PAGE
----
12 August, 2011 10:40

 
Blogger English Pensioner said...

Cameron said in Parliament that "he will support all those officers doing the right thing". But what is the "right thing"?. What appears right at the time may turn out to be wrong in hindsight, and to me this is the essence of the Tomlinson case.
As a pilot friend of mine says, "You can have a problem with your aircraft and have a couple of seconds to take action. The chances are, if you survive, a committee of enquiry will interview numerous experts, carry out tests on a simulator and then after six months or so, decide that you should have done something different".
It seems to be that this is the problem that individual police officers are up against, none of the "experts" have ever been on a police line themselves, but are only too happy to tell the police what they should have done. So I will avoid the temptation except to say that I don't think the head of APCO lives in the same world as the rest of us.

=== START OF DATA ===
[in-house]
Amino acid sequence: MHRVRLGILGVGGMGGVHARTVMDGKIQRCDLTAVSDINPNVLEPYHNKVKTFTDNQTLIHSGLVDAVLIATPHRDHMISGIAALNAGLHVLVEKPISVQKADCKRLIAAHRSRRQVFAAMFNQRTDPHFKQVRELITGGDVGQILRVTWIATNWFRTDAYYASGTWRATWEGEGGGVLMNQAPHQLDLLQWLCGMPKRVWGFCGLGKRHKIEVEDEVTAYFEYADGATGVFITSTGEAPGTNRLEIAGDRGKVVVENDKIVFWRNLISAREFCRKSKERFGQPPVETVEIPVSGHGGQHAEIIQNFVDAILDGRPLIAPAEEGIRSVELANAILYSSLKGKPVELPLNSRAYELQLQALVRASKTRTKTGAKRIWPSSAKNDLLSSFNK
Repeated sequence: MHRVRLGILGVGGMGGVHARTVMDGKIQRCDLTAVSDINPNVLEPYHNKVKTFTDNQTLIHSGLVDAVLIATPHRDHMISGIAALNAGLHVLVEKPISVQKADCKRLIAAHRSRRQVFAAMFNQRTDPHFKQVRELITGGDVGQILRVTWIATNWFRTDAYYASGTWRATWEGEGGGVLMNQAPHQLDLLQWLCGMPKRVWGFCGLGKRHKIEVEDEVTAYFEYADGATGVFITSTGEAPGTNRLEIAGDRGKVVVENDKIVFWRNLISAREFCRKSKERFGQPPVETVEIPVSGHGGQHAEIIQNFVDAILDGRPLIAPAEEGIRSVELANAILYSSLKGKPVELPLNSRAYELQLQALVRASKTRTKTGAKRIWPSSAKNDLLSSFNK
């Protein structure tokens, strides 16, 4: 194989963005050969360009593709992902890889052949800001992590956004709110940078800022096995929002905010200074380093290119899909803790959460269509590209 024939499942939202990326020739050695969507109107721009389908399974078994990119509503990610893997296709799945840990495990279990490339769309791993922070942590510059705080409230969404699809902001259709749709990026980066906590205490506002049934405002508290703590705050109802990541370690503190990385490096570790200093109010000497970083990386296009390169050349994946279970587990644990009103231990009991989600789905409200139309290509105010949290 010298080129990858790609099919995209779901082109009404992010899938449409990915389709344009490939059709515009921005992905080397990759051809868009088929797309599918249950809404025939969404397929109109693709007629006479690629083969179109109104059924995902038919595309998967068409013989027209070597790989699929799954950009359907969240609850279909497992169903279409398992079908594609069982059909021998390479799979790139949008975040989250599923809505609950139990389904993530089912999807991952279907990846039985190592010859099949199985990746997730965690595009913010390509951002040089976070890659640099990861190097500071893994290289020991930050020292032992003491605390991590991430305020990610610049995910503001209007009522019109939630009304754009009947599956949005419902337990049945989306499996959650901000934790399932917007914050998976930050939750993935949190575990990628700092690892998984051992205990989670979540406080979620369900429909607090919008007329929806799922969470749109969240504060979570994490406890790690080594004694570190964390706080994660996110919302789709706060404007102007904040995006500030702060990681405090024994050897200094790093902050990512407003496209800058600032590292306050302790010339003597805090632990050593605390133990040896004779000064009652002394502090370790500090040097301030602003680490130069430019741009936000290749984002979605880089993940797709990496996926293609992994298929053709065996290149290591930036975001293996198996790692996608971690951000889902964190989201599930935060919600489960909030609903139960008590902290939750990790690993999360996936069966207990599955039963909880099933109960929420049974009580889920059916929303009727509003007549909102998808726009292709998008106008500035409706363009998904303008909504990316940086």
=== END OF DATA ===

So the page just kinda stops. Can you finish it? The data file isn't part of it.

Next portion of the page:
12 August, 2011 13:54

 
Anonymous Woodentop363 said...

Just wanted to share this little bit of mirth for my fellow boys and girls in blue.

Epic riot umbrella FAIL!!!
http://bit.ly/pOXM2L

12 August, 2011 18:00

 
Anonymous Anonymous said...

THE LOOTERS PRAYER: Our father, who art in prison,
even my mum knows not his name, thy Chavdom come,
you'll read it in The Sun,
in Birmingham much as it is in London,
give us this day our welfare bread & forgive us our ASBO's,
as we happy slap those who use our ASBO's against us,
lead us not to employment but deliver us free housing,
for thine is the Chavdom,
the Burberry & the Bacardi, forever and ever...Innit

12 August, 2011 20:15

 
Anonymous ginnersinner said...

English Pensioner is right - if Cops have two seconds to decide, so should the inquiry.

12 August, 2011 21:06

 
Blogger The TEFL Tradesman said...